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In This Issue of JAMA Cardiology
March 2019


JAMA Cardiol. 2019;4(3):193. doi:10.1001/jamacardio.2018.3185


Statin adherence remains suboptimal in patients with atherosclerotic cardiovascular disease (ASCVD). Rodriguez and coauthors examined the association of statin adherence with mortality in patients with ASCVD receiving stable statin prescriptions within the Veterans Affairs Health System between January 2013 and April 2014, with a mean follow-up of 2.9 years. Adherence was higher in patients taking moderate-intensity statins compared with high-intensity statins. Women, minorities, adults younger than 65 years, and adults 75 years and older had lower adherence rates. Compared with the most adherent patients with a medication possession ratio (MPR) of 90% or greater, the adjusted hazard ratio was 1.30 in those with an MPR less than 50%, 1.21 in those with an MPR of 50% to 69%, and 1.08 in those with an MPR of 70% to 89%.

Editor’s Note

Author Audio Interview

Long QT syndrome (LQTS) is caused by several ion channel genes. To examine the association of sex and the LQTS-related pathogenic variant with risk of life-threatening arrhythmias, Shimizu and coauthors enrolled 1124 genotype-positive patients from 11 Japanese institutions from 2006 to 2013. No sex difference was observed in risk of arrhythmic events among those younger than 15 years; in contrast, female sex was associated with higher risk for LQTS type 1 and type 2 among those older than 15 years with several site-specific pathologic variants. No sex difference was observed in LQTS type 3. Zareba notes in an Invited Commentary that further studies of expression and penetrance of LQTS in racially diverse populations may help in personalizing risk stratification tailored to a specific race/ethnicity.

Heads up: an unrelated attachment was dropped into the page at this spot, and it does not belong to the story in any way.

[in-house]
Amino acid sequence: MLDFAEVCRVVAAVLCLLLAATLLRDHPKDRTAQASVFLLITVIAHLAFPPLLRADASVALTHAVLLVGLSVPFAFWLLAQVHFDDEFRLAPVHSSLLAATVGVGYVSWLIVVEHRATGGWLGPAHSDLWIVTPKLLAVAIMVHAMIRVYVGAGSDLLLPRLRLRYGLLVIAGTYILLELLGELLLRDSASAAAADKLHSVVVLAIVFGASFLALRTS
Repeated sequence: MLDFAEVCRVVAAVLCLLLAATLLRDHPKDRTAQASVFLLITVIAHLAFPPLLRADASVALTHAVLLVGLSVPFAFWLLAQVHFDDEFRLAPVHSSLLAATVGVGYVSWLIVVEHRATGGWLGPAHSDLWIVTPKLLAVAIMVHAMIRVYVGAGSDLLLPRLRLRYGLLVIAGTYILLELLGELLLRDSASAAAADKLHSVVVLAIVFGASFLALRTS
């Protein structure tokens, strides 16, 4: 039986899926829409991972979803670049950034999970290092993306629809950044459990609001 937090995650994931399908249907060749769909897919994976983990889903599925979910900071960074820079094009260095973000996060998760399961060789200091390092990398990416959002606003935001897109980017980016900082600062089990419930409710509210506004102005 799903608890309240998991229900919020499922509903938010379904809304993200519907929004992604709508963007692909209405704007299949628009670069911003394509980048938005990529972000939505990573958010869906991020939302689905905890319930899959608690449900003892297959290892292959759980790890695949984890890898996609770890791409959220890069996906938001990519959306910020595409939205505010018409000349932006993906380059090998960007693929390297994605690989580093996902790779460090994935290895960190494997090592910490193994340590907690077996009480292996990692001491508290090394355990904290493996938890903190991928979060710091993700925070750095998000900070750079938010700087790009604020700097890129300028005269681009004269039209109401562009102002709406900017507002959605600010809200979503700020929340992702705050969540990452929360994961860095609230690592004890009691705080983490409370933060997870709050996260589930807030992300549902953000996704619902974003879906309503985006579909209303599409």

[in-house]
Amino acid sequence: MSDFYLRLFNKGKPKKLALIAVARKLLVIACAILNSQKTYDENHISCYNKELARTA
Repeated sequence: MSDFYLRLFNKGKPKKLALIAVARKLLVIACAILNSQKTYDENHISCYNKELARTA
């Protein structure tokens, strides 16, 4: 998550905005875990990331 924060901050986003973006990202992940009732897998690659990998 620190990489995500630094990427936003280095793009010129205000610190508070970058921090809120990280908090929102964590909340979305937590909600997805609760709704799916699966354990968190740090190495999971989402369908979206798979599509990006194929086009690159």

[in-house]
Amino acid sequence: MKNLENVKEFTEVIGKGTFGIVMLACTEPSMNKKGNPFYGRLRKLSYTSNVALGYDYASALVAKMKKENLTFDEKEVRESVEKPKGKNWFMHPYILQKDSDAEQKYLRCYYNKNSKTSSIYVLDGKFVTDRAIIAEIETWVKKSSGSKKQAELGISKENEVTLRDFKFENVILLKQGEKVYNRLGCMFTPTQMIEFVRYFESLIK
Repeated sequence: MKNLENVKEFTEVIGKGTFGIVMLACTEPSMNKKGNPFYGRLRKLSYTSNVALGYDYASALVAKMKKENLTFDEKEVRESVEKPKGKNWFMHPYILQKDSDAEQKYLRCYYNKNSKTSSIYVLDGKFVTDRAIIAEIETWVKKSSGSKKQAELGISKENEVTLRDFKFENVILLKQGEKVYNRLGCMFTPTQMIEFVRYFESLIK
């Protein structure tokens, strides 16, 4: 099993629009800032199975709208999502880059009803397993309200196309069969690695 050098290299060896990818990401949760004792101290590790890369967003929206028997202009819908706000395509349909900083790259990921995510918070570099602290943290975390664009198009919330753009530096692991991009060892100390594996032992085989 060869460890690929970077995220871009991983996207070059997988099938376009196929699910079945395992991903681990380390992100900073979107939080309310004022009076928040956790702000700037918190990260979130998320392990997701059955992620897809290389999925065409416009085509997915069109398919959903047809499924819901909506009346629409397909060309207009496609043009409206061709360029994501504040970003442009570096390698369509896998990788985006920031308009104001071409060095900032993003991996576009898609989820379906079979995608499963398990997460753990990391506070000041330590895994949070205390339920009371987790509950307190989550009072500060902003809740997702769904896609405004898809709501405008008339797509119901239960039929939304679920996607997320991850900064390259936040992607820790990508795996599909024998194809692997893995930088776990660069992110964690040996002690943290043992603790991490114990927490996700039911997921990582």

Invited Commentary

Stress cardiac magnetic resonance imaging (CMR) is an established diagnostic test for coronary artery disease (CAD) but is not widely used in current practice. To determine whether results of stress CMR are associated with patient mortality, Heitner and coauthors evaluated outcomes of 9151 patients with known or suspected CAD undergoing vasodilator stress CMR at 7 US hospitals, with a median follow-up of 5.0 years. In adjusted analyses, stress CMR improved prediction of mortality when added to established risk models and improved risk reclassification for patients with and without known CAD and with normal and abnormal left ventricular ejection fraction.

The International Study of Comparative Health Effectiveness with Medical and Invasive Approaches (ISCHEMIA) trial is designed to address whether cardiac catheterization and revascularization, when added to optimal medical therapy, improve prognosis in patients with stable ischemic heart disease at increased risk because of moderate or severe ischemia. Hochman and coauthors describe baseline characteristics of the 5179 randomized participants in the ISCHEMIA trial and examine whether qualification by stress imaging or nonimaging exercise tolerance test influenced risk profiles. In an accompanying Editorial, Gibbons addresses the current challenges of identifying patients with moderate-severe ischemia to test the original hypothesis but states that, given the size and excellent baseline optimal medical therapy of the ISCHEMIA trial, the trial should establish a new standard for treatment of patients with stable ischemic heart disease.